From violent border pushbacks to hate crimes to legislation that criminalizes their very existence, refugees today are under attack. Social movements demanding refugee rights are also threatened, making the work of UUSC partners all the more critical and worthy of recognition. Today, I wanted to highlight those who work in a place seldom mentioned in the headlines, but that have seen new waves of violence against refugees and new attempts to punish the act of “helping” irregular migrants with fines and jail time: Croatia.

Over the last year, UUSC partner organizations Are You Syrious (AYS) and the Centre for Peace Studies (CPS) have documented a troubling increase of unlawful expulsions and escalation of police violence against refugees who seek to cross into Croatian territory from Serbia. The refugees—mostly from destabilized Middle Eastern countries like Syria, Pakistan, Afghanistan, and Iraq—have fled horrific war at home and journeyed across multiple countries, an exhausting and traumatizing experience.

Upon reaching the Croatian border, refugees have reason to believe they are finally arriving to a country that will protect them. Croatia is a member of the European Union and its asylum laws purportedly conform to European norms. What they find, however, is far from a hospitable reception. Our partners report that Croatian authorities confiscate property, commit severe acts of physical violence, and forcibly push refugees back across the border to Serbia, all in violation of international law. Serbia is not considered a “safe third country” by the U.N. High Commissioner for Refugees because their asylum procedures do not meet international standards.

Just last month, AYS and CPS spoke to a twenty-five-year-old man from Afghanistan who reported that he was apprehended by police and stuffed into a van with eighteen other people: “There was no air inside. They drove us to the ‘jungle’ across near the border with Serbia and made us sit and started to hit us. They used sticks and beat us with their heavy boots.” This is but one of numerous similar reports received by AYS and CPS of police violence and forcing refugees back to Serbia from inside Croatia, without giving them an opportunity to lodge claims for protection.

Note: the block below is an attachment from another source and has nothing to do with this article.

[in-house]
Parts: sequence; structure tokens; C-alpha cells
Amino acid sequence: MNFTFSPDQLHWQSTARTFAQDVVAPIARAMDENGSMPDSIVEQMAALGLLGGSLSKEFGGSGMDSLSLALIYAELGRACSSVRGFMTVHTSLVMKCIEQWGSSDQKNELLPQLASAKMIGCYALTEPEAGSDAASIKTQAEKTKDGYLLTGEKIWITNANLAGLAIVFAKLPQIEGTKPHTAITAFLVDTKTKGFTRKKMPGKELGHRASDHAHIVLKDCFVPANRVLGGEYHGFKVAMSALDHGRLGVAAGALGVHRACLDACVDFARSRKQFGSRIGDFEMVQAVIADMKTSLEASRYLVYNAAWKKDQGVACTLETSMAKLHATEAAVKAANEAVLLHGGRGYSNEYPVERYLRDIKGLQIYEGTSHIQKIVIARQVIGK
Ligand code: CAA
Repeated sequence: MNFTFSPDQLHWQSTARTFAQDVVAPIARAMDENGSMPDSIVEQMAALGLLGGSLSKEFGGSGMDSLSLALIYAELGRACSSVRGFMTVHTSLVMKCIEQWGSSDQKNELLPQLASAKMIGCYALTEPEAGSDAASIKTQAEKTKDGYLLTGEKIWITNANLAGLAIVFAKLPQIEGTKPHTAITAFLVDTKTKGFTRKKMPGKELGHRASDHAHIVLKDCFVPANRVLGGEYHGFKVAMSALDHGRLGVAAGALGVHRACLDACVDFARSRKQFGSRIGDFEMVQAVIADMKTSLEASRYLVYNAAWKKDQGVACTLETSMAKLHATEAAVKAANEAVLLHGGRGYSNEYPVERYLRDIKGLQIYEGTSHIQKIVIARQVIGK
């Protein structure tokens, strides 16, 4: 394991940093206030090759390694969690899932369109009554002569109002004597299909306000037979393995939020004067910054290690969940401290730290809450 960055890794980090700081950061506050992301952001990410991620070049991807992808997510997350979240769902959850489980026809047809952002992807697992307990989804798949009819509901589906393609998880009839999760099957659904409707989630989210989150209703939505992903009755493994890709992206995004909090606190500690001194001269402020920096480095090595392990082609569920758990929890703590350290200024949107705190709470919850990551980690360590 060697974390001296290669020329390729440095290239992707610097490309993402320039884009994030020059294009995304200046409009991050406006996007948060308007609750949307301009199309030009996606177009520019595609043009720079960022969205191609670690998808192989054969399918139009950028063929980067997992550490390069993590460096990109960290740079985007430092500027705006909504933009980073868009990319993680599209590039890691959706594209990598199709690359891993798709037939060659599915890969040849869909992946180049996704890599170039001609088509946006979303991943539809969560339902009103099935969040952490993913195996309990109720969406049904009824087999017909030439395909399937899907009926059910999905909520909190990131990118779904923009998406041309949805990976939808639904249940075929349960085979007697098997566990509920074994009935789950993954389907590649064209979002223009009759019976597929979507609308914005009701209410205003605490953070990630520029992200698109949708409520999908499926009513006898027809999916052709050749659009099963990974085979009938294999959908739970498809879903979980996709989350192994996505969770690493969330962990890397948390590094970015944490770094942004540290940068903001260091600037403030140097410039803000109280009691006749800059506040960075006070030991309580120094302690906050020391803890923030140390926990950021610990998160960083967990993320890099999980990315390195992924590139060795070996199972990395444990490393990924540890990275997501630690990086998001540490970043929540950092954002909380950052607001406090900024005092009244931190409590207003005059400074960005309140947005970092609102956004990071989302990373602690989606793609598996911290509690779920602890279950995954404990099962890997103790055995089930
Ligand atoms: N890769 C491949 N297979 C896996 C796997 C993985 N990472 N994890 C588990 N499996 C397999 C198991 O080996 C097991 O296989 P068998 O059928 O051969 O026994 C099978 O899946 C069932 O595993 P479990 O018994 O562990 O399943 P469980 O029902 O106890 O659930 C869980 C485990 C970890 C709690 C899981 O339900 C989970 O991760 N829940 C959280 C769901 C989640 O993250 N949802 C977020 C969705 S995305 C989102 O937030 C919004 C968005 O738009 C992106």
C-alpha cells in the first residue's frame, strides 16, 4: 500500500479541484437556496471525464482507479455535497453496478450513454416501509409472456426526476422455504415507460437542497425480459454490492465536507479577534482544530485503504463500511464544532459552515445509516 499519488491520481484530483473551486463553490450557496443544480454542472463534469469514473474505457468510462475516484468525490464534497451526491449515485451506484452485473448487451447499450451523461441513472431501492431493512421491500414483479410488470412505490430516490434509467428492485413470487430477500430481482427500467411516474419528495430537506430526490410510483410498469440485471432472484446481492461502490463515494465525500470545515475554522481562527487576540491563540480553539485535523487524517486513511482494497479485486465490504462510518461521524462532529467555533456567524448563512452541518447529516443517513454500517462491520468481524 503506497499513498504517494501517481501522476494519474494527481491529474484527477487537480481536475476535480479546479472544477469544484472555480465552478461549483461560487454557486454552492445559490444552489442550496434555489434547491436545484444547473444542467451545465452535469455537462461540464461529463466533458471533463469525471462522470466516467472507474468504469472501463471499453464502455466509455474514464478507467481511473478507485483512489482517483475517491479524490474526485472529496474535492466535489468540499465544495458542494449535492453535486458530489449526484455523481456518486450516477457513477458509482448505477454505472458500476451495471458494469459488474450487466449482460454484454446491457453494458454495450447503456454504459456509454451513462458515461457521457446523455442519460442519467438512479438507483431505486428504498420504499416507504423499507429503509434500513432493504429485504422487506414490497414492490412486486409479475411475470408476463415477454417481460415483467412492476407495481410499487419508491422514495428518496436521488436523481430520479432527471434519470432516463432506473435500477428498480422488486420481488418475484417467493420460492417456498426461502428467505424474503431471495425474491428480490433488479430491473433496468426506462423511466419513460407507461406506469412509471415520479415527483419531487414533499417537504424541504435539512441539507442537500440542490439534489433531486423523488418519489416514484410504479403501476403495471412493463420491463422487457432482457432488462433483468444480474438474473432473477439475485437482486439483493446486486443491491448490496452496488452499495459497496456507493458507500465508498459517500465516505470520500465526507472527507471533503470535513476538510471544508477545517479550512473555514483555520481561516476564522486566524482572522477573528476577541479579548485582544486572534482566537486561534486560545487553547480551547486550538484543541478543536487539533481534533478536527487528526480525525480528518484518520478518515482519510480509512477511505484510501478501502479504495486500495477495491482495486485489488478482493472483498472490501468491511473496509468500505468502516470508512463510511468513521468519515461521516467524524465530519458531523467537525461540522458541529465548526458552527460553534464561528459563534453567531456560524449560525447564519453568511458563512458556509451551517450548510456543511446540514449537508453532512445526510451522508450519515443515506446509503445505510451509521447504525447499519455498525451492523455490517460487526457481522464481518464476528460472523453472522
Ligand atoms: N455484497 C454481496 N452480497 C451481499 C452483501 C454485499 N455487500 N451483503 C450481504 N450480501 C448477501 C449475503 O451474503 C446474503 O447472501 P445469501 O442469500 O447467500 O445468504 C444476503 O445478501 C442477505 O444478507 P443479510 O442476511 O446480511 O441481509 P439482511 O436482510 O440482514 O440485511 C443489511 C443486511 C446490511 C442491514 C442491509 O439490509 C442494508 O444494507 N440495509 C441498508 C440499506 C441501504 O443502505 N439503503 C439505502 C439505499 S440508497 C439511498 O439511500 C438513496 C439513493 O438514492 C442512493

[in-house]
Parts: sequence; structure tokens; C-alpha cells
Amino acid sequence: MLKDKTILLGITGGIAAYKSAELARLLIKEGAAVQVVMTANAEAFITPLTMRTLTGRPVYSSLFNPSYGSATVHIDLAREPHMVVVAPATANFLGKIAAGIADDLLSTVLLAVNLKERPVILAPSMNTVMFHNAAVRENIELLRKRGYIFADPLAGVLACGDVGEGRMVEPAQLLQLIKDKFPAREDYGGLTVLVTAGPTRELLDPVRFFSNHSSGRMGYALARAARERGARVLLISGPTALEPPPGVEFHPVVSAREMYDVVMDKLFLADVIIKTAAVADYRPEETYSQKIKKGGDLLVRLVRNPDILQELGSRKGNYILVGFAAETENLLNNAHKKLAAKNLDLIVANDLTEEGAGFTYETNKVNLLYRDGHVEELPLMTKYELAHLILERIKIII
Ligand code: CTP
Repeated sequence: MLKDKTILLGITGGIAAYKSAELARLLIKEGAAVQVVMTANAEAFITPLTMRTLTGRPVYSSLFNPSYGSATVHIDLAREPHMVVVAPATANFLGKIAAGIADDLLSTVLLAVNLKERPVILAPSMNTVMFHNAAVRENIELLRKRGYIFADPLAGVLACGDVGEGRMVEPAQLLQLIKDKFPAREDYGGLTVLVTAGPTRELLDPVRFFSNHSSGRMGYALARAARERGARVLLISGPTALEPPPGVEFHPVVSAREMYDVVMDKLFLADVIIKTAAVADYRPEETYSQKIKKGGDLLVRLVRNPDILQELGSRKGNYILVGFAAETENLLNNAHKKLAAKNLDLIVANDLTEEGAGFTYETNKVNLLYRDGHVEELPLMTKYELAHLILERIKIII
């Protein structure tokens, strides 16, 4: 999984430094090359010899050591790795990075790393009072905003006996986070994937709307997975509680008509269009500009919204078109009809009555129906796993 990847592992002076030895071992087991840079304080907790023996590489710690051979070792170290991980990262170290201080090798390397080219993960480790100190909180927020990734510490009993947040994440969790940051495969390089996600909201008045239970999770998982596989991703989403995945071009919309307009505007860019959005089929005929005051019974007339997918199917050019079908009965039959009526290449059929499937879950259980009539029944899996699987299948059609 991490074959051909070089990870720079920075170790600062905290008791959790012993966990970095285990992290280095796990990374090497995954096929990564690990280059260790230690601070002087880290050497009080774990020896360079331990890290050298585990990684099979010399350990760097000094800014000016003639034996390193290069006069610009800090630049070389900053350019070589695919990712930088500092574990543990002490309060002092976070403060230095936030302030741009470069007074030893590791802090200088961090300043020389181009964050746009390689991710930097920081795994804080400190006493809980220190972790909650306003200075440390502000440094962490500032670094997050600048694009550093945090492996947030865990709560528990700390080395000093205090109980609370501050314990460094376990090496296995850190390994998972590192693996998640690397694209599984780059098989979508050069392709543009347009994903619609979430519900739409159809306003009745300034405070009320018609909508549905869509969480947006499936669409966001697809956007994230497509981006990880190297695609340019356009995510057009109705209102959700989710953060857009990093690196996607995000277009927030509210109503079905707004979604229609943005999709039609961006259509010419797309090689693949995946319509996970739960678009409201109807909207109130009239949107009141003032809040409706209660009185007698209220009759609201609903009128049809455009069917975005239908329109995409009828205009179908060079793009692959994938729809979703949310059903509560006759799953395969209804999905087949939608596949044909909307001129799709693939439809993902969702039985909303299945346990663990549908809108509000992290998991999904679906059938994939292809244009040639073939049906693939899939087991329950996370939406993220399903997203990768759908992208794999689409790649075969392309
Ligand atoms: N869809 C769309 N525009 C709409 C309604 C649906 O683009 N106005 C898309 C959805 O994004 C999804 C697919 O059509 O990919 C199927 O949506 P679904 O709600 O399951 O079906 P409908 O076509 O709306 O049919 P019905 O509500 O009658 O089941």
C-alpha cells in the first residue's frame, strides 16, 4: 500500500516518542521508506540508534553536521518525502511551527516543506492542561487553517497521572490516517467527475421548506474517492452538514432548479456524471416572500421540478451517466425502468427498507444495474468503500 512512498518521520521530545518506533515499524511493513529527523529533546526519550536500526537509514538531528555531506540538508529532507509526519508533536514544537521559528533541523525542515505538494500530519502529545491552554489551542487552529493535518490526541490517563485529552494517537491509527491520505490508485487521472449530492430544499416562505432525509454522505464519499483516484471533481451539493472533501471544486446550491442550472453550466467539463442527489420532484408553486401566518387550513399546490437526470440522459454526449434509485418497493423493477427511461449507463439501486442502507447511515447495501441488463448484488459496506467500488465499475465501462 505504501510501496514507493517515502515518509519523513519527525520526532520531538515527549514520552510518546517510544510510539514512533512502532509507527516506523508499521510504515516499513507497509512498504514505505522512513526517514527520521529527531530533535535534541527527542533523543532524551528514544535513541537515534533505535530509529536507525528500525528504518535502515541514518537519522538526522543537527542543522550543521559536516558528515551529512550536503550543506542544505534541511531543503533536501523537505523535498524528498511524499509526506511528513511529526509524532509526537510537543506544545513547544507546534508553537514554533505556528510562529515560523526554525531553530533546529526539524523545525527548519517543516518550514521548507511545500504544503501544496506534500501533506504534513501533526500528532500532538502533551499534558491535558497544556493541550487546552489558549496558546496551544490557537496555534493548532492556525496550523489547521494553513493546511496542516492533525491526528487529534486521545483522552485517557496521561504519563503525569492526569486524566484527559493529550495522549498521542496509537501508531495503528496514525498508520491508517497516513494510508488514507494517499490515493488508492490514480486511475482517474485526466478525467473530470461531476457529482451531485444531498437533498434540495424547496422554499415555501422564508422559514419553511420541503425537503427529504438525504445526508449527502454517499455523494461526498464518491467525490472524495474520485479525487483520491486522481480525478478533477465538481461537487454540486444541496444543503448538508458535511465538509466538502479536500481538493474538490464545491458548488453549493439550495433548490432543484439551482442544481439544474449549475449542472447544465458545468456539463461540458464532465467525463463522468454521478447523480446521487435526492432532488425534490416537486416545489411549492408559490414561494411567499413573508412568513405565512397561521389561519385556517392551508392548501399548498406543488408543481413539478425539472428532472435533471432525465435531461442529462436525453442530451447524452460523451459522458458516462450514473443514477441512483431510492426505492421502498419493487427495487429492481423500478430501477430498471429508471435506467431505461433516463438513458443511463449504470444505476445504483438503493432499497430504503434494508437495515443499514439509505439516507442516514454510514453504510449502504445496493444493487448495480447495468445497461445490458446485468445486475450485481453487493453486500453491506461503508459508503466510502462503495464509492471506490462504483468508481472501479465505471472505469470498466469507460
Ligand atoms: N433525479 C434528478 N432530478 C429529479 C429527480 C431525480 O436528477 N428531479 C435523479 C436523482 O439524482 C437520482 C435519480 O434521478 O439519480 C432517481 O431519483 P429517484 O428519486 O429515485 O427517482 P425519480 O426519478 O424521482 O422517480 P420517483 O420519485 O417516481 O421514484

Such pushbacks are both immoral and illegal. The right to seek asylum from persecution is enshrined in the Universal Declaration on Human Rights and is among the most important provisions in international law. The 1951 U.N. Convention relating to the Status of Refugees obliges States not to “refoule,” or return, a refugee to “the frontiers of territories” where life or freedom would be threatened.

As countries throughout the world shirk their obligation to offer refugees an opportunity to seek asylum, civil society actors have stepped up. CPS defends the right to seek asylum in Croatia by holding state institutions accountable working with and supporting asylum-seekers as they file complaints with police departments, Croatian ministries, and international bodies.


Likewise, AYS is a collective of committed activists who are growing a grassroots solidarity movement that breaks down social and cultural borders, in addition to physical ones. AYS decreases the social distance between Croatian people and refugees by activating volunteers for language instruction, cultural orientation, and public advocacy. This ultimately results in better quality of integration for those refugees that are able to access protection and remain in Croatia, as well as an informed public who demand better of their country.

The efforts of these vital organizations have not gone unchallenged by the Croatian government, who seek to criminalize not only refugees themselves, but anyone who stands in solidarity with them. Authorities have drafted amendments to the Croatian Foreigners Act that imposes hefty fines and subjects activists to criminal liability if they provide assistance to anyone in “irregular” status. CPS is now engaged in zealous advocacy to prevent the draft amendments from becoming law.

Acknowledging the difficult environment in which they work, and the countless, quiet ways in which they have improved the lives of refugees seeking to rebuild their lives in Croatia, UUSC is incredibly proud to support the work of Centre for Peace Studies and Are You Syrious. We honor them today, on World Refugee Day, and every day.

Syrian Refugee Crisis: Situation, Strategy, Partners, and Advocacy